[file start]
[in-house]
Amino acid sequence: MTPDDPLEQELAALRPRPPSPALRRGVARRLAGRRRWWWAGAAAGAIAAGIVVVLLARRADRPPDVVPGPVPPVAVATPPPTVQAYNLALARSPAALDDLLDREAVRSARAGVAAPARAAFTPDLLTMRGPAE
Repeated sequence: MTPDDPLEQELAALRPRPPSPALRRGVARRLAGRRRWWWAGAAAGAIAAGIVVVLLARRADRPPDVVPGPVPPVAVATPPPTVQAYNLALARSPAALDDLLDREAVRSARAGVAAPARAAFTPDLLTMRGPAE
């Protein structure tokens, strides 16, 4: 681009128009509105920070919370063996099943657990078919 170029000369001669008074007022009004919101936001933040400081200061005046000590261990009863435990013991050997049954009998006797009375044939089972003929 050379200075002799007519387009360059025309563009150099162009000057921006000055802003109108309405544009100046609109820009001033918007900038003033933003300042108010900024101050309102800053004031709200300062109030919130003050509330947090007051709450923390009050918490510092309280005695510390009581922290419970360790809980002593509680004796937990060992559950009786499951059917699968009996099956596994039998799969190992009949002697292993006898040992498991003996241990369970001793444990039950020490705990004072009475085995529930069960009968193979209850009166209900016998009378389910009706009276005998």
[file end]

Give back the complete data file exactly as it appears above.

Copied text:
[in-house]
Amino acid sequence: MTPDDPLEQELAALRPRPPSPALRRGVARRLAGRRRWWWAGAAAGAIAAGIVVVLLARRADRPPDVVPGPVPPVAVATPPPTVQAYNLALARSPAALDDLLDREAVRSARAGVAAPARAAFTPDLLTMRGPAE
Repeated sequence: MTPDDPLEQELAALRPRPPSPALRRGVARRLAGRRRWWWAGAAAGAIAAGIVVVLLARRADRPPDVVPGPVPPVAVATPPPTVQAYNLALARSPAALDDLLDREAVRSARAGVAAPARAAFTPDLLTMRGPAE
């Protein structure tokens, strides 16, 4: 681009128009509105920070919370063996099943657990078919 170029000369001669008074007022009004919101936001933040400081200061005046000590261990009863435990013991050997049954009998006797009375044939089972003929 050379200075002799007519387009360059025309563009150099162009000057921006000055802003109108309405544009100046609109820009001033918007900038003033933003300042108010900024101050309102800053004031709200300062109030919130003050509330947090007051709450923390009050918490510092309280005695510390009581922290419970360790809980002593509680004796937990060992559950009786499951059917699968009996099956596994039998799969190992009949002697292993006898040992498991003996241990369970001793444990039950020490705990004072009475085995529930069960009968193979209850009166209900016998009378389910009706009276005998």